Warning. The images posted may be disturbing.
During the first few days of March, we found the bodies of three coyotes on the leased property along the Washita river. It appeared they were shot the day prior. We figured the owner of that property, a friend of ours who leased the property to us for an extended wildlife release area, may have shot the coyotes since he also kept cattle on the land. But in the days that followed, we found three more bodies scattered on the leased property. Forrest called the owner and verified he had not been the shooter. With that, we checked our game cameras for evidence of a poacher/trespasser. Sure enough, the game cameras had recorded photos of the killer. He had been on our property as well as the leased property, though we had not seen any sign of killing on our land. Of course we did not venture out into our property to do a thorough investigation. The mosquito population was massive, and snakes were already out and about. All of the death we had seen was along fences on the leased property, and the photos showed the hunter on open and cleared paths. Whoever the hunter was, he seemed to be sticking to paths of least resistance.
Both day and nighttime game camera photos showed the trespasser to be on foot, and by the gear and rifle he carried, was perhaps calling the coyotes to him – luring them maybe with a rabbit-in-distress call. We also wondered if he was from a nearby RV park, and part of a group of wind farm workers, who were erecting structures south of town. We notified our game warden and texted him the photographs we had. Nearly every day we made treks along the property fences and the leased property, looking for more coyote bodies, and any tracks or footprints to discover how and where this man was getting on the property. In early April, I found two more rotting carcasses along one of our fences on the west end.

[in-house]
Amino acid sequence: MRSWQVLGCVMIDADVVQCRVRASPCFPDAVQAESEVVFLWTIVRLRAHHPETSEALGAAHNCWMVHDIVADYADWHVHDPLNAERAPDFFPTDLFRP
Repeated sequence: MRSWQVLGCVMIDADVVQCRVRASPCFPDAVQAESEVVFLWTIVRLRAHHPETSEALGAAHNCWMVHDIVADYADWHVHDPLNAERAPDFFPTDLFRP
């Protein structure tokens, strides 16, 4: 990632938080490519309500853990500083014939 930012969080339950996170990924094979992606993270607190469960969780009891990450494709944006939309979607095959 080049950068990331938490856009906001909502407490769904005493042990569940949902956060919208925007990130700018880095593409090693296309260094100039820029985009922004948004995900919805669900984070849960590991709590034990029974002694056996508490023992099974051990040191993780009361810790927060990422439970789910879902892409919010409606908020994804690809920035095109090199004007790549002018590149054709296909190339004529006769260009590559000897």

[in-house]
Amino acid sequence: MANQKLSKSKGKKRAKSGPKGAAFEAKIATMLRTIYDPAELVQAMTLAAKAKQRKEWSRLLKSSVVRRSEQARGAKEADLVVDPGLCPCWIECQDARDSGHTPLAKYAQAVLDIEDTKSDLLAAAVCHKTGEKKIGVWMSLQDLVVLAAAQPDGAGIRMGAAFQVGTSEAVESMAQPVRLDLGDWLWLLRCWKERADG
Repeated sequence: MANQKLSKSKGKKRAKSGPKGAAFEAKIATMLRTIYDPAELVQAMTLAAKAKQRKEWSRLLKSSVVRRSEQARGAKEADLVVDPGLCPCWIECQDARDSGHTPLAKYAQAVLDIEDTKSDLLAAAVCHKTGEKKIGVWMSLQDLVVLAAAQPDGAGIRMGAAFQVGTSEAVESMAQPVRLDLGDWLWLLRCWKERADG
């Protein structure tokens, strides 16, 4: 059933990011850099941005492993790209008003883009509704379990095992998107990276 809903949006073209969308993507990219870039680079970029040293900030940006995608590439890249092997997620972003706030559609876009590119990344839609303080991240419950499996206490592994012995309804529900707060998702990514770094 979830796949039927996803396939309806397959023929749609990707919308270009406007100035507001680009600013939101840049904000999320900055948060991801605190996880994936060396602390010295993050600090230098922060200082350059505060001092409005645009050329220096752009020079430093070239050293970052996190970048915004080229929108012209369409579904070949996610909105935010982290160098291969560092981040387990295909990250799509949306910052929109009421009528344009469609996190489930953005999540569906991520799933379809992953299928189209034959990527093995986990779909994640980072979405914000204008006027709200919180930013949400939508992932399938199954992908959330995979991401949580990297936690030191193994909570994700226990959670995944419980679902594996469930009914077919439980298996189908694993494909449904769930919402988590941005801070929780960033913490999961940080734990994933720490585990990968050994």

While I have never been a fan of the coyotes, mostly because of the danger they pose to the fawns we rehabilitate, I was unhappy to see that we had a trespasser who was killing wildlife. We had not noticed any other species, like wild hogs, being taken out, but there was a possibility that he was shooting other wildlife. Unfortunately, in spring the woodlands become a jungle and tangle, making a lot of investigating impossible. Since early April, we have not seen any signs of the trespasser on game cameras, nor the smell or sight of rotting carcasses. On one hand, I am thankful for the reduction of the coyote population in the area. Most of the victims were males, but a few were females. That means a little less procreation going on for the coming year. And, with the recent knowledge that Scout and Ruthie are expecting babies, I feel a little more relaxed about their fawns and the local wild herd’s fawns surviving the birthing season. On the other hand, however, trespassing/poaching is a criminal act of disrespect, which we will not tolerate.
© 2021 Day by Day the Farm Girl Way…